Measles exposure at massive religious event in Kentucky spurs CDC alert

Measles exposure at massive religious event in Kentucky spurs CDC alert
Mar 2023

The Centers for Disease Control and Prevention on Friday issued a health alert for doctors and health officials to be on the lookout for measles cases after a person with a confirmed, contagious case attended a massive religious event in Kentucky last month, potentially exposing an estimated 20,000 people to one of the most infectious viruses on the planet.

The event was a spontaneous "outpouring" at Asbury University, which drew tens of thousands of worshippers to the small, private Christian institution in Wilmore from February 8 to 23. Attendees came from around Kentucky, other US states, and other countries.

A case of measles was confirmed in an unvaccinated person who had recently traveled out of the country before attending Asbury University's outpouring. The person was at the event from February 17 to 18, the CDC reported. The university added that the person attended before developing symptoms, suggesting the person did not know they were infected. But the CDC notes that people with measles are contagious four days before measles' telltale rash develops, and state health officials said the person was contagious while they were in attendance.

It's unclear how many people may be at risk of the infection, but the CDC estimates that 20,000 attended during the same time period as the infected person. As such, the exposure can potentially spark an explosive outbreak among those who were unvaccinated or under-vaccinated at the event.

Kentucky has one of the lowest measles vaccination rates in the country, with only around 86.5 percent of kindergartners receiving two doses of the measles, mumps, and rubella (MMR) vaccine in the 2021-2022 school year, according to CDC data. In Jessamine County, which encompasses Asbury University, the kindergarten vaccination rate is 89.2 percent, a spokesperson for the Kentucky Health Department told Ars. Health officials target a 95 percent vaccination rate to prevent the dangerous infection from spreading.

Highly contagious

In a statement, the state health department spokesperson said that the agency is working closely with local health departments, Asbury University, and the CDC to get ahead of a potential outbreak. Though no other measles cases have been linked to the event so far, the public health response is likely to stretch on for several more weeks, at least.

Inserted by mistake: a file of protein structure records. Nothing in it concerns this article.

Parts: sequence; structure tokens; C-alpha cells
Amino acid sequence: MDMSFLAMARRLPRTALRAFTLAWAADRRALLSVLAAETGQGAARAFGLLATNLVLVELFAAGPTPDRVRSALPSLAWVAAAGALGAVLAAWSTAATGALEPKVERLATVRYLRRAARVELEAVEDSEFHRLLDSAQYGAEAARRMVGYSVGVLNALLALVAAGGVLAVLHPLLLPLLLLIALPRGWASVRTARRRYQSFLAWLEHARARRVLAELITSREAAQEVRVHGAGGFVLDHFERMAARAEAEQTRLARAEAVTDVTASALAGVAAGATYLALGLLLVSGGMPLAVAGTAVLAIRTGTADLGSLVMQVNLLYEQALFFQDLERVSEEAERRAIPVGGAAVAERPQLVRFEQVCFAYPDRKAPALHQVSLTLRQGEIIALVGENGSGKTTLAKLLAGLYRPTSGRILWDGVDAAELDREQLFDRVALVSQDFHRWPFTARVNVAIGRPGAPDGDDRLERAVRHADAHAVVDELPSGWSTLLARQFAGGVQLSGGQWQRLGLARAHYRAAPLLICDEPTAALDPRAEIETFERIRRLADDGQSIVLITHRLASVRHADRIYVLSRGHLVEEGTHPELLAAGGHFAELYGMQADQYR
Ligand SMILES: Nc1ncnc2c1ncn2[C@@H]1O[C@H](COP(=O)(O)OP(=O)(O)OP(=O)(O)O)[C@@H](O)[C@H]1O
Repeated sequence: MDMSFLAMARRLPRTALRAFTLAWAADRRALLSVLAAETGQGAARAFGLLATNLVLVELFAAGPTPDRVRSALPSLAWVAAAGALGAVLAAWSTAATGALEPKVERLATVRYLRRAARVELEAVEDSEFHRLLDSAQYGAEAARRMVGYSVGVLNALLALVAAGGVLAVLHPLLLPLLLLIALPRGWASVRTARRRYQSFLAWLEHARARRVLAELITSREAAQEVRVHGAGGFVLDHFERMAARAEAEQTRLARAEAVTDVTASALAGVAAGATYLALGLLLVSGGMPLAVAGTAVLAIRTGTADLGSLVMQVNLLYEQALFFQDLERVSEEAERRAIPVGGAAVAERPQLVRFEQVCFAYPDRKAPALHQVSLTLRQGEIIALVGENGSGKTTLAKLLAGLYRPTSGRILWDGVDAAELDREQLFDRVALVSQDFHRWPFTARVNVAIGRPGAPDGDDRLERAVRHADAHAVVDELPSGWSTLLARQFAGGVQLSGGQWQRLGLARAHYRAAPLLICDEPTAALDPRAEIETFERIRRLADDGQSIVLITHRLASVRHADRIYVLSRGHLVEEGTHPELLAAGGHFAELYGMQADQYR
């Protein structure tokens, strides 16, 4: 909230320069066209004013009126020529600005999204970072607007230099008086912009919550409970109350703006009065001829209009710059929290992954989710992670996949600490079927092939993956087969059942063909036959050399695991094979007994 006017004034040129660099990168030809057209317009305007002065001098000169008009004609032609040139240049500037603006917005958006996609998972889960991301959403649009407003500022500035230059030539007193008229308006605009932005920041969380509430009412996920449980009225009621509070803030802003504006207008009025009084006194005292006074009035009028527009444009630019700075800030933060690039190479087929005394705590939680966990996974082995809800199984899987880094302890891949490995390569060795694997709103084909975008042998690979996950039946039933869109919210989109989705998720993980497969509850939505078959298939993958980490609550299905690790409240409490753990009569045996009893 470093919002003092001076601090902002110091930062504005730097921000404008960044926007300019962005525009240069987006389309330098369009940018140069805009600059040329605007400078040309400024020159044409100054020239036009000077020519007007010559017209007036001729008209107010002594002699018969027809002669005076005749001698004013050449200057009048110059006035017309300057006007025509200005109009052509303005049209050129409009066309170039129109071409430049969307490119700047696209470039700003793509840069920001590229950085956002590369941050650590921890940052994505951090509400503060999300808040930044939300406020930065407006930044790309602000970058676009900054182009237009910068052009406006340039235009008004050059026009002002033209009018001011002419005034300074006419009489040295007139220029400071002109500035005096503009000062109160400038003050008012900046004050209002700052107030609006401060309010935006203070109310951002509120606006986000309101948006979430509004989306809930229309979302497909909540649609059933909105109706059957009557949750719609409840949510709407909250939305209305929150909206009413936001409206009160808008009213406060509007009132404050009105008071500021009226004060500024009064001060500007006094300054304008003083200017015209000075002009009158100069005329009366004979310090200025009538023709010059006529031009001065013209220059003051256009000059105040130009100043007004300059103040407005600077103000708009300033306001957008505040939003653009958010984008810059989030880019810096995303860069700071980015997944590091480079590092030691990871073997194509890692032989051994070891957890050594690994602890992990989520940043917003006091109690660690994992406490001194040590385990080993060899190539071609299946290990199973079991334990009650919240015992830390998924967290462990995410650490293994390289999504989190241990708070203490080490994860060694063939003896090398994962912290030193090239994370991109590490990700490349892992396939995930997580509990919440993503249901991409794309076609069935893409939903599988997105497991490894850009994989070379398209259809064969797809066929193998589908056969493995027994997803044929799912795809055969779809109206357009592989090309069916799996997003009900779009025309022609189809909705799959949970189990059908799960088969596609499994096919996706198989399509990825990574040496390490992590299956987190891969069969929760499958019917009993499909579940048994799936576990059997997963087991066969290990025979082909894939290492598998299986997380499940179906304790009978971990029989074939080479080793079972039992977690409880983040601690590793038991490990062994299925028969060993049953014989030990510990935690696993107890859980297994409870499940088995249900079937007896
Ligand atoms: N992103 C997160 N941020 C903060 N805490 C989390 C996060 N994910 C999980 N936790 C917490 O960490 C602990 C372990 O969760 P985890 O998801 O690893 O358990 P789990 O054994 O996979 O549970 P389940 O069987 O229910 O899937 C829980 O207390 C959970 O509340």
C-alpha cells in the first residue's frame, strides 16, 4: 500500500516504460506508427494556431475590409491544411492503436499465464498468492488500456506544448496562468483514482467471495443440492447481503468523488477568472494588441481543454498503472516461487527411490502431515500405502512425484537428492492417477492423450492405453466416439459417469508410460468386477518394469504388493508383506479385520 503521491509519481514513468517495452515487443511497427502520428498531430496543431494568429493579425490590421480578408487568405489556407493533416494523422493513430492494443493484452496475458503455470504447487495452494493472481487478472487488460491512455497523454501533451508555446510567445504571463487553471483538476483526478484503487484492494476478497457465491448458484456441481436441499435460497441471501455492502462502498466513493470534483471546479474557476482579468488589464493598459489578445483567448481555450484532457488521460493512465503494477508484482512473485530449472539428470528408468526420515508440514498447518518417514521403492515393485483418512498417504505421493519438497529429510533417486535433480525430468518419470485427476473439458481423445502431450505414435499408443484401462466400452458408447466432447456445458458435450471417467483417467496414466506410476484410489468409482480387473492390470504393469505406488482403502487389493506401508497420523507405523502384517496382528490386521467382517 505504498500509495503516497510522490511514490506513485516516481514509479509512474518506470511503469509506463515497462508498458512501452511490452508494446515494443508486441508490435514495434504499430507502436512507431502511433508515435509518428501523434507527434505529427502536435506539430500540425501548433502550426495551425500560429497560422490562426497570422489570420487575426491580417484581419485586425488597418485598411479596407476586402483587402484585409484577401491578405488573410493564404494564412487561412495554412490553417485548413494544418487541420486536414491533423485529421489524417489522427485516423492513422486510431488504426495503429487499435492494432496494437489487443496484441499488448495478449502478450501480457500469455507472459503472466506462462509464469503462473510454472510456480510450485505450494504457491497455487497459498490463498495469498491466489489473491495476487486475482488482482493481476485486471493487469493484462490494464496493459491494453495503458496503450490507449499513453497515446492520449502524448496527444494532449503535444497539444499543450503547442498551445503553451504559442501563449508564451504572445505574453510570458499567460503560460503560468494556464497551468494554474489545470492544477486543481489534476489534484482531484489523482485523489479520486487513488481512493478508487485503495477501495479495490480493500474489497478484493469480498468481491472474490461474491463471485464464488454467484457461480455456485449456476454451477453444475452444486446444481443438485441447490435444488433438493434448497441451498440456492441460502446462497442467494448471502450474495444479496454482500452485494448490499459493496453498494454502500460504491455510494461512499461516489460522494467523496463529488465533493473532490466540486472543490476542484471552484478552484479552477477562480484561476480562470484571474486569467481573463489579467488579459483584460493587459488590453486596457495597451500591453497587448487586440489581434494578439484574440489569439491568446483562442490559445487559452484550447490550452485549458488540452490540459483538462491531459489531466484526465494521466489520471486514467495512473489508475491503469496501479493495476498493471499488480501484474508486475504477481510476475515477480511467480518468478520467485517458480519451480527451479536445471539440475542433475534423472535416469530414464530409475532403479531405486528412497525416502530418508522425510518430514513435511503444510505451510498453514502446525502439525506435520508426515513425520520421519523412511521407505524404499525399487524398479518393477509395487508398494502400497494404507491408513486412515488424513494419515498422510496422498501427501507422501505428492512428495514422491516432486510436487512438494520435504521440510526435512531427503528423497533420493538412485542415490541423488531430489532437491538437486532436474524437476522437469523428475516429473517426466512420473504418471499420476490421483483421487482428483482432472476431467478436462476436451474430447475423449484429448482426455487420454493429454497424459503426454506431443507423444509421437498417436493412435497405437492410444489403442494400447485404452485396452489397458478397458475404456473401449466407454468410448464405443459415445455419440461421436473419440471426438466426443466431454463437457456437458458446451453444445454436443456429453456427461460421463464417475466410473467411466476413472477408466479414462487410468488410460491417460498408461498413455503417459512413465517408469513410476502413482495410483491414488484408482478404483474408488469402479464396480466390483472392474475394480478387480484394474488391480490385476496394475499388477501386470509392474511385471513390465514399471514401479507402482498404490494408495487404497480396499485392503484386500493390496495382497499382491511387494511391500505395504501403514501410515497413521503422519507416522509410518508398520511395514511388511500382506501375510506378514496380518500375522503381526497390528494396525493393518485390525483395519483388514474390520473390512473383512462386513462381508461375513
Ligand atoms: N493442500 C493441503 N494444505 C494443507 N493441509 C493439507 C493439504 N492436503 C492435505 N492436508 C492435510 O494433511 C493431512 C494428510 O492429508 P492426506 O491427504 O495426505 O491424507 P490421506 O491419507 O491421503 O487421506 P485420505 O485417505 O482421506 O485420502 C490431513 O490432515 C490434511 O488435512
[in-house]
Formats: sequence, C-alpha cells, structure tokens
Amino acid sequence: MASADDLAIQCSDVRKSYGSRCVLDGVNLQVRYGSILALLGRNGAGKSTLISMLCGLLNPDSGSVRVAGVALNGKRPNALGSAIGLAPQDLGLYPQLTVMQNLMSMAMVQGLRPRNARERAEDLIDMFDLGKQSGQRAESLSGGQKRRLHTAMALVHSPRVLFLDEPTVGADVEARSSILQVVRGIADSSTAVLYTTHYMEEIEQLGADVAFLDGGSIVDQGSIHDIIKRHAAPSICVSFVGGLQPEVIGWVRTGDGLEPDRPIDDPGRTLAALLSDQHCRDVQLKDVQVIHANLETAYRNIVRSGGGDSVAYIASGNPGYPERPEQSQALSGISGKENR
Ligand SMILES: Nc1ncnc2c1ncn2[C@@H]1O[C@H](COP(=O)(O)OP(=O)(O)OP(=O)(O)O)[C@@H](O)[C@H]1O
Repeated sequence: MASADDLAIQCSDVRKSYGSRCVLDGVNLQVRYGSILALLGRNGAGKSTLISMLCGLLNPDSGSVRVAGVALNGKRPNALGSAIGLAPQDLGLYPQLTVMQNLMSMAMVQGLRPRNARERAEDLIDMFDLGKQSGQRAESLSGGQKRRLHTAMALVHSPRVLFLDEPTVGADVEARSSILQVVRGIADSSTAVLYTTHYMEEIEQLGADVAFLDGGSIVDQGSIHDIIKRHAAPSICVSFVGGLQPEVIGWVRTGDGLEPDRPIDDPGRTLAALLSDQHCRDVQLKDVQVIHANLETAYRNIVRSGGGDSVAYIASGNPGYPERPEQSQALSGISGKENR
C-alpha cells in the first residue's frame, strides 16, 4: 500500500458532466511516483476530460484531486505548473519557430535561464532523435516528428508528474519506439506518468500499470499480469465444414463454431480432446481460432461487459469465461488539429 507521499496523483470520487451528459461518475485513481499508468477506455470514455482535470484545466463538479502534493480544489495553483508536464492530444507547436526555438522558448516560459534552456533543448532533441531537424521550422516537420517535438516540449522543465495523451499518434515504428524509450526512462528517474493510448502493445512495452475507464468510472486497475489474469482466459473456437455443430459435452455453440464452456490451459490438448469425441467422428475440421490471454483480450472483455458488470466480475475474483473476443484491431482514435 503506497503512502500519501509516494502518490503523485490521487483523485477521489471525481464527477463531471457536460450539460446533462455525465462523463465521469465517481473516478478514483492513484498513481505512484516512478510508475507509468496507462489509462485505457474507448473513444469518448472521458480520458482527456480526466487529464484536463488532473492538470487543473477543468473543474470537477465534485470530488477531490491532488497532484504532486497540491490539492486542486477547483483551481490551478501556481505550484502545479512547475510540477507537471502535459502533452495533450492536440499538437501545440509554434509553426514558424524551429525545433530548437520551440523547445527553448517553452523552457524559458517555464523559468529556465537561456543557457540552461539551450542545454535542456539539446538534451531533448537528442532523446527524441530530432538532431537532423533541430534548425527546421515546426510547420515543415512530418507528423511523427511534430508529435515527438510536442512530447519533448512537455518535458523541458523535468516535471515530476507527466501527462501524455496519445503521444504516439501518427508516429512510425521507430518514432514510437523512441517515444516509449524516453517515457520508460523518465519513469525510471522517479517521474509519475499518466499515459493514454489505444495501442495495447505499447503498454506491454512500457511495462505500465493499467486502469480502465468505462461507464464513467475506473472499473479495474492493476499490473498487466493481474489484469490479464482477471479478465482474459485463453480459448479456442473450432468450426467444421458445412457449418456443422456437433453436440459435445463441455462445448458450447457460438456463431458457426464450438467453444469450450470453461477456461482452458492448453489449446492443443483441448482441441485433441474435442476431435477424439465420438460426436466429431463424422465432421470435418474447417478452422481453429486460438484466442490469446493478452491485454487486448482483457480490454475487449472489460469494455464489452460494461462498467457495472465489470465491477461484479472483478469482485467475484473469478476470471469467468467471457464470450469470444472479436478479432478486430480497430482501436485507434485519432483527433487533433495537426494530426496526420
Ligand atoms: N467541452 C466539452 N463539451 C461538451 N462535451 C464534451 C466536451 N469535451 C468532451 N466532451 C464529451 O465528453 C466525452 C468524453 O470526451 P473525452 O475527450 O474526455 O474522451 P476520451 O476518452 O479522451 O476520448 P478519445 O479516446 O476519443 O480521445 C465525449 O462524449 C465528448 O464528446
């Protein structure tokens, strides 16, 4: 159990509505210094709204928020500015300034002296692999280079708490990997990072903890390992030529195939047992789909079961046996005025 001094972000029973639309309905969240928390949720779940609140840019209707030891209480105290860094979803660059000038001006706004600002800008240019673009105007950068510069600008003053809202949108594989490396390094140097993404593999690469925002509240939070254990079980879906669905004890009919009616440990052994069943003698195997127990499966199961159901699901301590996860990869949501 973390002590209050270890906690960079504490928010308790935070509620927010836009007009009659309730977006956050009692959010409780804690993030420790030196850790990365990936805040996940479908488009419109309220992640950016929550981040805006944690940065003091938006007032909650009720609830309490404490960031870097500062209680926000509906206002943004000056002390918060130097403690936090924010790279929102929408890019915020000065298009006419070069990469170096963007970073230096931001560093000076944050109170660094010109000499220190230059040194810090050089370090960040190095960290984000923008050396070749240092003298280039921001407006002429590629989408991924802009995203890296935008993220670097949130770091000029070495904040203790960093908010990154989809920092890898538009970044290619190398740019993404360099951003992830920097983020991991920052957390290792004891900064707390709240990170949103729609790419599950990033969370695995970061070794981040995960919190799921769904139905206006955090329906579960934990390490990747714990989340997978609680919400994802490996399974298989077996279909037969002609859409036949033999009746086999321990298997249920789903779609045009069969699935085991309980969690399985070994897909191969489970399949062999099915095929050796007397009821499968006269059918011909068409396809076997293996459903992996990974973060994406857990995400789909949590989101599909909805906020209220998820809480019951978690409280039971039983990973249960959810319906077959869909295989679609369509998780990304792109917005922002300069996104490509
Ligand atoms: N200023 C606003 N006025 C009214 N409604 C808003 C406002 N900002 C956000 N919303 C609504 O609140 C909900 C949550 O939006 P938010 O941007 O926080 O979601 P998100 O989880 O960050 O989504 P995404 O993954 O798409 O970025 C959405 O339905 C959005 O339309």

"Individuals with a known exposure to the person with measles are being contacted and those who are not vaccinated against measles are being advised to quarantine," the spokesperson said. "There are no additional confirmed cases of measles connected with this exposure at this time. It typically takes seven to 21 days for someone who is exposed to measles to develop the characteristic measles rash, so we anticipate that this investigation will be ongoing for several more weeks."

Measles is a highly contagious virus, causing infections that start with fever, cough, runny nose, and pink eye before causing a characteristic red rash that typically develops three to five days after the initial symptoms. The infection can easily turn serious, particularly for younger children. In a recent outbreak in Ohio, 36 of 85 infected children (42 percent) were hospitalized.

The virus spreads through direct contact and the air, where it can linger for up to two hours after an infected person leaves an area. According to the CDC, up to 90 percent of unvaccinated people exposed to the virus will become infected.

Local, state, and federal health officials are now urging unvaccinated attendees to quarantine for 21 days and get themselves vaccinated.

"If you may have been exposed at Asbury University's campus and develop any symptoms, whether previously vaccinated or unvaccinated, please isolate yourself from others and call your medical provider, urgent care, or emergency department to seek testing," Steven Stack, commissioner of the Kentucky Department for Public Health (KDPH) said in a news release. "Please do not arrive at a health care facility without advance notice so that others will not be exposed."